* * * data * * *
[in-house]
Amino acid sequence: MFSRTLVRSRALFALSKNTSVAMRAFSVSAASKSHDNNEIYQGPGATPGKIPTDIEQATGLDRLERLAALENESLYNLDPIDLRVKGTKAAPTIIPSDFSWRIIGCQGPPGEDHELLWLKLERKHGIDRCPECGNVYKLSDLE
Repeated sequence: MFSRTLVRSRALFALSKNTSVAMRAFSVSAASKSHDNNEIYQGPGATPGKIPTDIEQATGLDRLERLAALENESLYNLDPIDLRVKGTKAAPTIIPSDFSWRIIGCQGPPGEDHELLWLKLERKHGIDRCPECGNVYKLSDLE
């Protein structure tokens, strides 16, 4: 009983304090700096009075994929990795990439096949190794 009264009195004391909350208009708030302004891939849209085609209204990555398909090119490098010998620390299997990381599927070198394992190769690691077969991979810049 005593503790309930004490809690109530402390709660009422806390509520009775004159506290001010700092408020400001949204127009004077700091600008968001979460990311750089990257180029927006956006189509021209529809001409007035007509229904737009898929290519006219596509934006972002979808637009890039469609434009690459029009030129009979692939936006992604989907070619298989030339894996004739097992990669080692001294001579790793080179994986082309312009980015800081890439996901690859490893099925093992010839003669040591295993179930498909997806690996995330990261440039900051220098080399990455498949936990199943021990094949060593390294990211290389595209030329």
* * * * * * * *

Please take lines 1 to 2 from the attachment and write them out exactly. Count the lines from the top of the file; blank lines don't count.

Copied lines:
[in-house]
Amino acid sequence: MFSRTLVRSRALFALSKNTSVAMRAFSVSAASKSHDNNEIYQGPGATPGKIPTDIEQATGLDRLERLAALENESLYNLDPIDLRVKGTKAAPTIIPSDFSWRIIGCQGPPGEDHELLWLKLERKHGIDRCPECGNVYKLSDLE